Dr. Michele Ross, IMPACT Network
“Cannabis is a feminine, healing plant that can help us from birth to death.”
Describe yourself and what you do.
I’m a neuroscientist and leader in cannabinoid medicine. As founder of IMPACT Network, a 501c3 nonprofit based in Denver, Colorado, I Improve Marijuana Policy and Accelerate Cannabinoid Therapeutics through clinical research, education and advocacy target on cannabis for women. A typical week for me is teaching workshops on cannabis for women, writing grants to fund our nonprofit’s research and operations, managing our staff, and seeing cannabis patients whether in the office or through Skype and collecting research data.
What is your cannabis business origin story?
I first published on the endocannabinoid system in 2006 with a paper looking at how cannabinoids could grow newborn brain cells in the hippocampus. As a young researcher, I was fascinated by the fact that cannabis didn’t act like any other “drugs of abuse” I had studied. I ended up teaching myself about the endocannabinoid system as a side hobby.
After a stint as a Chief Scientist of a nutraceutical company formulating and marketing products in six countries, I realized cannabis – or at least CBD – should be the next superfood and marketed as a vitamin. The concept for Vitamin Weed was born, and I started writing my book, met my husband Todd who had been in the cannabis industry for years, and founded IMPACT Network in 2013.
What is your personal cannabis origin story?
I grew up in a strict family, and marijuana was not part of my life. In fact, I grew up in front of crack house, and my goal was to become a scientist who could end drug addiction. My one experience using cannabis was in college where I smoked a joint after drinking and ended up cheating on my boyfriend at the time.
Needless to say, I thought marijuana was not for me. Flash forward to being a NIDA-funded drug addiction researcher working on my PhD in Neuroscience. I still couldn’t use cannabis, mostly because I worked with drugs delivered directly from NIDA like cocaine and heroin and a positive THC test would kill my career, and partly because I lived in Dallas, Texas and very few people had cannabis.
I didn’t end up using cannabis again until I moved to Los Angeles, where medical marijuana had been legal since 1996. The cannabis culture was fascinating, but being a scientist, I didn’t think that I could possibly use cannabis and still be a functioning executive.
Several years later, life gave me some struggles so I could learn my true path. One morning, I woke up and my right hand and wrist was completely limp but in pain. This lasted for two months. A doctor informed me my right ulnar and radial nerves weren’t sending messages through my arm, and I needed an expensive surgery that might not work.
After trying every alternative healthcare trick in the book, it was a combination of cannabis & hours long massage of a “cold spot” in my arm that released the inflammation and slowly got my nerves to wake up.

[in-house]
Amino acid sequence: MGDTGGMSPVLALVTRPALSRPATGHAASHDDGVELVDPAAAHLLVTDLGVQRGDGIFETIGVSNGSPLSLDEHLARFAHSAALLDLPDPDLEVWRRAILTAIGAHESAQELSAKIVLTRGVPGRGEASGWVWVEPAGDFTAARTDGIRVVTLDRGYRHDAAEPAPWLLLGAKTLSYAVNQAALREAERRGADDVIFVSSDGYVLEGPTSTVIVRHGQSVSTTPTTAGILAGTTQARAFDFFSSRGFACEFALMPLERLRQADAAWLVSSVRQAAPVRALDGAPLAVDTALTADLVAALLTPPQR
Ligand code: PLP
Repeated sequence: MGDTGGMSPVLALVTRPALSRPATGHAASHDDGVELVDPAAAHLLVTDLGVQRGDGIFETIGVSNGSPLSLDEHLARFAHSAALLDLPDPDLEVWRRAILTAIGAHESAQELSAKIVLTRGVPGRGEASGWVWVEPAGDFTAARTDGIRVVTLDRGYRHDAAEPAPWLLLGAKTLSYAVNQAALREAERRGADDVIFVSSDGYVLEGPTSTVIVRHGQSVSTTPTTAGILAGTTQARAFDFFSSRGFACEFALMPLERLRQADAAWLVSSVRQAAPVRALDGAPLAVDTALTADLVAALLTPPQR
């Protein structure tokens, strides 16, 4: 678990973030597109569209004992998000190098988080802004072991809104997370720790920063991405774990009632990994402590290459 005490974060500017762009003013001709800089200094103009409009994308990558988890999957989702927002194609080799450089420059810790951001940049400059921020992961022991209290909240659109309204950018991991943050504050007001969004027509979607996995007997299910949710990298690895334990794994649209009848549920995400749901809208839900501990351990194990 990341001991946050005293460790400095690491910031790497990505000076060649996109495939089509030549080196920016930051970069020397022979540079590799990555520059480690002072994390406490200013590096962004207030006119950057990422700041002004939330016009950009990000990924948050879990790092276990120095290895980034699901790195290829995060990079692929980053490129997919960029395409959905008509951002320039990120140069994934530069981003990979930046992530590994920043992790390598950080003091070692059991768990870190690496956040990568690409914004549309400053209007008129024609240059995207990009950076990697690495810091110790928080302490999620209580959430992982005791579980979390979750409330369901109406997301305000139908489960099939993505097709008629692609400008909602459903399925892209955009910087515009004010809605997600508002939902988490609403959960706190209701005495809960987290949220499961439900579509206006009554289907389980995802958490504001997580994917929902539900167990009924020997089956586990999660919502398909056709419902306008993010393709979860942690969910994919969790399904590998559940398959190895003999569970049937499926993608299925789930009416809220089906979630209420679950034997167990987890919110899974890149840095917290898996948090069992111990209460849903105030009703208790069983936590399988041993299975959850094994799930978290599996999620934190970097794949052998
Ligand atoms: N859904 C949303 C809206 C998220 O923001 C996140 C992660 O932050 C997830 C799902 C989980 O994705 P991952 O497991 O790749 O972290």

I now know that I have chronic inflammation and neuropathy, and that I need daily constant consumption of cannabis, in all its forms, in order to have functioning nerves in my arms and legs.
After an initial learning curve, I learned how to be a cannabis patient and not only a functioning scientist and patient advocate, but a leading one.
What is your Superpower?
I’m made of rubber! Seriously, I’m super resilient and able to bounce back from any scenario, whether it’s nearly dying from health issues twice, going bankrupt after being raided by the LAPD on false charges, or having my family disown me for going on Big Brother, a family-friendly reality television show.
My life has had a lot of highs and lows, and would make an insane book one day. I haven’t hit my peak yet, and am looking forward to staying on elevated path from here on out.
What has been your greatest obstacle in this industry or with your business to date – and how have you overcome it?
My biggest obstacle has been obtaining seed-funding for our clinical cannabis research institute. Federal funding for research on the medical benefits of cannabis is nearly non-existent. The cannabis industry often doesn’t see the value in researching medical efficacy of cannabis because consumers will buy recreational cannabis no matter what.
Traditional donors are hard to reach because of stigma around cannabis, location in states where cannabis is not legal yet, or the extra time convincing donors that our research is legal, and they won’t go to jail for donating to us. We’re still trying to fundraise.
Look for a future Indiegogo campaign for our WMEDS study or donate now at http://www.impactcannabis.org/donate.
What is your vision for women in this industry?
Cannabis is a feminine, healing plant that can help us from birth to death; I want to see it crafted in the hands of women. I want more women-led companies, male-led companies with women on their board or executive team, and companies led by either gender that support a healthy culture that respects and empowers women. I also want to see women of color higher in the ranks at all cannabis industry companies.
For women entering the cannabis industry, make sure the company culture is a good fit for you. Does the leadership inspire you? Are you provided ways to rise up the ladder? And is work fun? Even if you’re in an entry-level position, all three should be true for a company that values you and is in alignment with your passion.
Connect with Michele
IMPACT Network would love to get more people prequalified for clinical cannabis research, whether it’s a survey, registry, or an actual clinical trial with a new product. The form takes just 5 minutes to fill out, and when a study is available that matches your condition and demographic, IMPACT Network contacts you. You can fill it out at http://www.impactcannabis.org/mmj-research.